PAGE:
Three state schools (DSU, Carey and Hinds CC) made it to the World Series level in 2017. Only one did so this season, but it was hardly a down year.
You kinda figured it was just a matter of time, and the time has come. Brent Rooker, the former Mississippi State standout now in his first season in Double-A, is hitting. A ton. Rooker went 4-for-5 for Chattanooga on Thursday night and is 14-for-29 since the calendar flipped to June. The right-handed hitting first baseman has raised his average 31 points to .271 since the end of May. “That adjustment period might have been a little longer than I liked, ideally,” he told milb.com. “But I knew it was going to happen if I trusted myself, and the results would show up.” The SEC Triple Crown (and Ferriss Trophy) winner last year has eight homers and 36 RBIs in 56 games and is slugging .475 for the Lookouts. He was picked in the competitive balance segment of the first round – 35th overall – by Minnesota last June and batted .281 with 18 homers at two levels in his debut campaign. MLB Pipeline rates Rooker eighth among Twins prospects. … The Lookouts played a Southern League series in Biloxi in mid-May but won’t be in Pearl to face the Mississippi Braves until mid-August. Rooker could be gone by then.
He left the campus of Mississippi State last spring as the SEC Triple Crown winner, hit .282 with seven homers in a brief fling in rookie ball, then advanced to the high Class A level and cruised with a .280 average and 11 homers in 40 games there. Not surprisingly, the sledding has gotten a little tougher for Brent Rooker in his second pro season. The 23-year-old first baseman/left fielder, a supplemental first-round pick by Minnesota last June, is batting .235 at Double-A Chattanooga. He has three homers, 18 RBIs, 41 strikeouts and six walks in 136 at-bats. Baseball America ranked Rooker as the Twins’ No. 7 prospect entering this season, and MLB Pipeline has him at No. 8. He’s projected to make the majors in 2020. The Double-A level has humbled many hitters, even some as skilled as Rooker. In time, he’ll adjust. He went 3-for-4 with four RBIs in a Southern League game against Tennessee on Tuesday, extending his hitting streak to seven games. … Rooker, the 2017 Ferriss Trophy winner, is one of five former honorees currently playing pro ball. The others are Drew Pomeranz, Chris Stratton, Hunter Renfroe and Auston Bousfield. The 2018 winner will be announced on Monday.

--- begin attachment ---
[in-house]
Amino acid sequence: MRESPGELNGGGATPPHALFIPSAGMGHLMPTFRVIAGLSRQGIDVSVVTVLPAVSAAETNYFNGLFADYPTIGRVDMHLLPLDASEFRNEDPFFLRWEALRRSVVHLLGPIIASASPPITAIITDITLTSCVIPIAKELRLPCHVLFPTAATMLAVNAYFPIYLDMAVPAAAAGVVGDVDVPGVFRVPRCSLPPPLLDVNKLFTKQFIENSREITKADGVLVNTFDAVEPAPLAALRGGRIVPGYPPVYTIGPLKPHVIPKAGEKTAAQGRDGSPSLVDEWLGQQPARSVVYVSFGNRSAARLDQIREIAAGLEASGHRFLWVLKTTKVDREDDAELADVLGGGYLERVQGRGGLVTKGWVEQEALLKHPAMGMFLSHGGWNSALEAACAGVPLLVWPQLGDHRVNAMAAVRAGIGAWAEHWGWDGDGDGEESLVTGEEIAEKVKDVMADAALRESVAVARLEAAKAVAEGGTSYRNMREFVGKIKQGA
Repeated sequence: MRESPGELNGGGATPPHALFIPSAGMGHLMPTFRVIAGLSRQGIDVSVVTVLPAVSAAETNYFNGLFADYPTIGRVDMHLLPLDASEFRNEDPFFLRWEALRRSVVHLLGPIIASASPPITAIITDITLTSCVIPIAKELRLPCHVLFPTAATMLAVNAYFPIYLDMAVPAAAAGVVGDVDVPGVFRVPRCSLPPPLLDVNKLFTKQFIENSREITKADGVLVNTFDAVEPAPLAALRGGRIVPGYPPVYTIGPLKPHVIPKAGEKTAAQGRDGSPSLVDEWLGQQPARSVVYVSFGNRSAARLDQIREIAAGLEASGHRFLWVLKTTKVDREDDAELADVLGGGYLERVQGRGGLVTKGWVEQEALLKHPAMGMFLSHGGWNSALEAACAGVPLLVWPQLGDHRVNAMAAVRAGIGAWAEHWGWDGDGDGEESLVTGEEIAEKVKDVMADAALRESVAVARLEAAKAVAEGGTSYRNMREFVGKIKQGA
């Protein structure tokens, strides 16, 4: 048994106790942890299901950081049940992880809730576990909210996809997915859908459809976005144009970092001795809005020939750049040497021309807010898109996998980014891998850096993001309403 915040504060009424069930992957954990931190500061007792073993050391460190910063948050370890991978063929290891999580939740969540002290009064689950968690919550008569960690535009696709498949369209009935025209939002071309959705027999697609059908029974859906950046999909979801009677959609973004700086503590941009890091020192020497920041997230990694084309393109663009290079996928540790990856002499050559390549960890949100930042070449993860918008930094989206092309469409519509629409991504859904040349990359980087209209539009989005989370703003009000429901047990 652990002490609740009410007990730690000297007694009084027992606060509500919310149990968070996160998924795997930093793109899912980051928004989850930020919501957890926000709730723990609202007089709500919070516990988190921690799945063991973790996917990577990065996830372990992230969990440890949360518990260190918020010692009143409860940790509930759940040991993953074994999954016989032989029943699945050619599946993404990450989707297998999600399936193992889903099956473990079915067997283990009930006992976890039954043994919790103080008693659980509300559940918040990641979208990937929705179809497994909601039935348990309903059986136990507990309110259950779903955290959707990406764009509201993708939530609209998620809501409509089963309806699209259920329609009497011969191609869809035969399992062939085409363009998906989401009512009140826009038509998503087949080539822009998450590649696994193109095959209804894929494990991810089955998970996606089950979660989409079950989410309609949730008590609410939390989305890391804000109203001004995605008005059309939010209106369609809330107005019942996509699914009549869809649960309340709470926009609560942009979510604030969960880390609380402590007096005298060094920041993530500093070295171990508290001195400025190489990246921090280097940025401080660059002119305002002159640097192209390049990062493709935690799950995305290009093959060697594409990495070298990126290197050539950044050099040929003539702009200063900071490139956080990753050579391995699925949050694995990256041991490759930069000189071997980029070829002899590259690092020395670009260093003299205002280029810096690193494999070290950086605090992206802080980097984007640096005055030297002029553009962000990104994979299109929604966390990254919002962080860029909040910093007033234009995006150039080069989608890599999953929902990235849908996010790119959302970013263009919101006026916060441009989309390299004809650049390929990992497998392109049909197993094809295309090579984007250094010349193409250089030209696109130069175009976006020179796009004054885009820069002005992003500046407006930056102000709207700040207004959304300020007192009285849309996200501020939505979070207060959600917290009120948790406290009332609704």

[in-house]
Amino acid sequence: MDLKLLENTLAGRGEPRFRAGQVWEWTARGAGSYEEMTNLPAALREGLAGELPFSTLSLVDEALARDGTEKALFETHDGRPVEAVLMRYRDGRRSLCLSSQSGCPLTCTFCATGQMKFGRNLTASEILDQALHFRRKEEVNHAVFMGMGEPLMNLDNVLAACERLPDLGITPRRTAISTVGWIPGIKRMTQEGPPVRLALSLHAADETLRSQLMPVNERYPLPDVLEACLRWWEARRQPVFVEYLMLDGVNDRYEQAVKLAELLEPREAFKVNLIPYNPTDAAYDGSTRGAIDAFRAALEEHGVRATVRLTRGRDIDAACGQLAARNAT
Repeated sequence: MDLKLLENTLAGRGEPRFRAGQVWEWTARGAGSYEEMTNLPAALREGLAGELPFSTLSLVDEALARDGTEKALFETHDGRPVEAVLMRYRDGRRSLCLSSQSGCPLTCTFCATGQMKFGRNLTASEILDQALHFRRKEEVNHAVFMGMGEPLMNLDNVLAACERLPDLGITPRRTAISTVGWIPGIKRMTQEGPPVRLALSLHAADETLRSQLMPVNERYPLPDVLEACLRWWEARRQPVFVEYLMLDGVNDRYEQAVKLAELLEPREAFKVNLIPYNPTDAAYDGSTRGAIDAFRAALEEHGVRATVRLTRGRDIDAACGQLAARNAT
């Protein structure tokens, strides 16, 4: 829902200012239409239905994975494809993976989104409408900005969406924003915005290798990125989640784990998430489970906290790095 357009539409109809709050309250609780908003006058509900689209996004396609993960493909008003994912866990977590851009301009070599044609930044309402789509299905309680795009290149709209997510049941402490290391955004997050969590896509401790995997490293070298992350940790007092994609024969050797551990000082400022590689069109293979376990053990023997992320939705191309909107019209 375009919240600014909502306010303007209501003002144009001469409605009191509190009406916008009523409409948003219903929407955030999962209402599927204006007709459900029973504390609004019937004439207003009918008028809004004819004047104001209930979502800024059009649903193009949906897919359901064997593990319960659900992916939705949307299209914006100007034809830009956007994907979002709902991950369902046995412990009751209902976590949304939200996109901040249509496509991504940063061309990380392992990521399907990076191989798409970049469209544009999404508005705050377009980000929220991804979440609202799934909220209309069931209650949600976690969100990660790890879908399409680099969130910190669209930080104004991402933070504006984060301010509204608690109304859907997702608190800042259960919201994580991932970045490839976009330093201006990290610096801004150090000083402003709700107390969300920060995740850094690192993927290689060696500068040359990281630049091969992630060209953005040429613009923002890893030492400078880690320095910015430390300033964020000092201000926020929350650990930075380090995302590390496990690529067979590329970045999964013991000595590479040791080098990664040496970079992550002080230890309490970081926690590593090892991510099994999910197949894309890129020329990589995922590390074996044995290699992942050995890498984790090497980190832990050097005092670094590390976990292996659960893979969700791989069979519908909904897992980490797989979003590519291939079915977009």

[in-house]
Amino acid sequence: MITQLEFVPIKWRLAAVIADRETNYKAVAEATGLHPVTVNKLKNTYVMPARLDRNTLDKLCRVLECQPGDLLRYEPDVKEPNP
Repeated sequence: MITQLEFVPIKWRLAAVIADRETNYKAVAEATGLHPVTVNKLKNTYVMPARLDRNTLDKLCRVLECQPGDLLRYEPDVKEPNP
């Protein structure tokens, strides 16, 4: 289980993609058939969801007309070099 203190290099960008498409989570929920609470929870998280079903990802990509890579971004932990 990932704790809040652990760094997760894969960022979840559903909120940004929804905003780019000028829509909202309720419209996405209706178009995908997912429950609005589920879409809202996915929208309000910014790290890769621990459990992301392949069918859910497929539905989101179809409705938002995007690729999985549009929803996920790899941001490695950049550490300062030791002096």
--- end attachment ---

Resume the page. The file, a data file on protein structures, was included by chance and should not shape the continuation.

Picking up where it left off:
The 2018 Ferriss Trophy winner will be announced a week from today at the Mississippi Sports Hall of Fame and Museum in Jackson. Boy, this is going to be interesting. Bill Blackwell, the executive director of the Hall of Fame, says it might be “the toughest choice in the history of the event,” which dates to 2004. The five finalists for best college player in the state are Jake Mangum, Ryan Olenek, Luke Reynolds, Nick Sandlin and Zack Shannon. Consider for a moment some of the players who didn’t make the final five. Ole Miss closer Parker Caracci (1.95 ERA, nine saves for a top 10 team). Mississippi College’s Blaine Crim (.405, 12 homers, 63 RBIs, GSC Tournament MVP). Jackson State’s Raul Hernandez (.384, SWAC Newcomer of the Year). William Carey’s Christian Smith (.330, 52 stolen bases, All-SSAC first team and Gold Glove). Then there’s the finalists. Shannon, of GSC regular season champ Delta State, has had a monstrous season: .425, a nation-leading 29 homers, 86 RBIs. Southern Miss ace Sandlin has been amazing: 7-0, 1.15 ERA, 12.7 strikeouts per nine innings for the likely C-USA champion. His Golden Eagles teammate Luke Reynolds leads the league in hitting at .384 and has 13 homers. Olenek of Ole Miss leads the star-studded SEC in batting at .396. Mississippi State’s Mangum is batting .342; he won the award in 2016 and certainly has not regressed. Plus, he’s considered a solid pro prospect, and scouts do the voting (with minimal fan input). So, Mississippi baseball aficionados, who ya got?